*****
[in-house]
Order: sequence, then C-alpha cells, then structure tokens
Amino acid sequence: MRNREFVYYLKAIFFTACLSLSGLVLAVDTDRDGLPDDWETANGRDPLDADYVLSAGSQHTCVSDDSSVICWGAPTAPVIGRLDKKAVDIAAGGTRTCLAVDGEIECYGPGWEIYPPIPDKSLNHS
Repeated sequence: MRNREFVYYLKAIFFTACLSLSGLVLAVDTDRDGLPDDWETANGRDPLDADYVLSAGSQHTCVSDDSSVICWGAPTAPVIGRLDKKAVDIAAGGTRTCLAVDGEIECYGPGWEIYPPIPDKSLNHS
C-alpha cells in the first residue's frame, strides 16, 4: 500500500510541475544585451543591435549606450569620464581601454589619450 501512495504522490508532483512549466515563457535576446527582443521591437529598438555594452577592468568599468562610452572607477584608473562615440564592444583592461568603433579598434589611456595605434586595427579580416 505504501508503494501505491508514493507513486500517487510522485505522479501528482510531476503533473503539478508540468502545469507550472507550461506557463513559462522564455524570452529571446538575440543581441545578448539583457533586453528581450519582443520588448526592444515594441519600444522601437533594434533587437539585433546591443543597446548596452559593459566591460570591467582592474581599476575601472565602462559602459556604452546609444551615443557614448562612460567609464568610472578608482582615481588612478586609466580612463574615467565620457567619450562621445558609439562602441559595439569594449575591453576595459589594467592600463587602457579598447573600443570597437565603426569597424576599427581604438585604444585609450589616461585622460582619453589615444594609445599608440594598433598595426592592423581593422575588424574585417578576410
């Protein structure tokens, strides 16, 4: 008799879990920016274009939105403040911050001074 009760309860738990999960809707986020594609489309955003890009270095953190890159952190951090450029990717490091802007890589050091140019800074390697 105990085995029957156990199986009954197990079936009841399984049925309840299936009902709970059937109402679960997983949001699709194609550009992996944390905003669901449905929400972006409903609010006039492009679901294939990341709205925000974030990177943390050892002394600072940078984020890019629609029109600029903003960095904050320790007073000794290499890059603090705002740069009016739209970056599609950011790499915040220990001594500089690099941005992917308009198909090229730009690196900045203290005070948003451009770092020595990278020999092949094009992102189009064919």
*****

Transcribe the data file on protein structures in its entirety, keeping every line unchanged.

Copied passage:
[in-house]
Order: sequence, then C-alpha cells, then structure tokens
Amino acid sequence: MRNREFVYYLKAIFFTACLSLSGLVLAVDTDRDGLPDDWETANGRDPLDADYVLSAGSQHTCVSDDSSVICWGAPTAPVIGRLDKKAVDIAAGGTRTCLAVDGEIECYGPGWEIYPPIPDKSLNHS
Repeated sequence: MRNREFVYYLKAIFFTACLSLSGLVLAVDTDRDGLPDDWETANGRDPLDADYVLSAGSQHTCVSDDSSVICWGAPTAPVIGRLDKKAVDIAAGGTRTCLAVDGEIECYGPGWEIYPPIPDKSLNHS
C-alpha cells in the first residue's frame, strides 16, 4: 500500500510541475544585451543591435549606450569620464581601454589619450 501512495504522490508532483512549466515563457535576446527582443521591437529598438555594452577592468568599468562610452572607477584608473562615440564592444583592461568603433579598434589611456595605434586595427579580416 505504501508503494501505491508514493507513486500517487510522485505522479501528482510531476503533473503539478508540468502545469507550472507550461506557463513559462522564455524570452529571446538575440543581441545578448539583457533586453528581450519582443520588448526592444515594441519600444522601437533594434533587437539585433546591443543597446548596452559593459566591460570591467582592474581599476575601472565602462559602459556604452546609444551615443557614448562612460567609464568610472578608482582615481588612478586609466580612463574615467565620457567619450562621445558609439562602441559595439569594449575591453576595459589594467592600463587602457579598447573600443570597437565603426569597424576599427581604438585604444585609450589616461585622460582619453589615444594609445599608440594598433598595426592592423581593422575588424574585417578576410
């Protein structure tokens, strides 16, 4: 008799879990920016274009939105403040911050001074 009760309860738990999960809707986020594609489309955003890009270095953190890159952190951090450029990717490091802007890589050091140019800074390697 105990085995029957156990199986009954197990079936009841399984049925309840299936009902709970059937109402679960997983949001699709194609550009992996944390905003669901449905929400972006409903609010006039492009679901294939990341709205925000974030990177943390050892002394600072940078984020890019629609029109600029903003960095904050320790007073000794290499890059603090705002740069009016739209970056599609950011790499915040220990001594500089690099941005992917308009198909090229730009690196900045203290005070948003451009770092020595990278020999092949094009992102189009064919």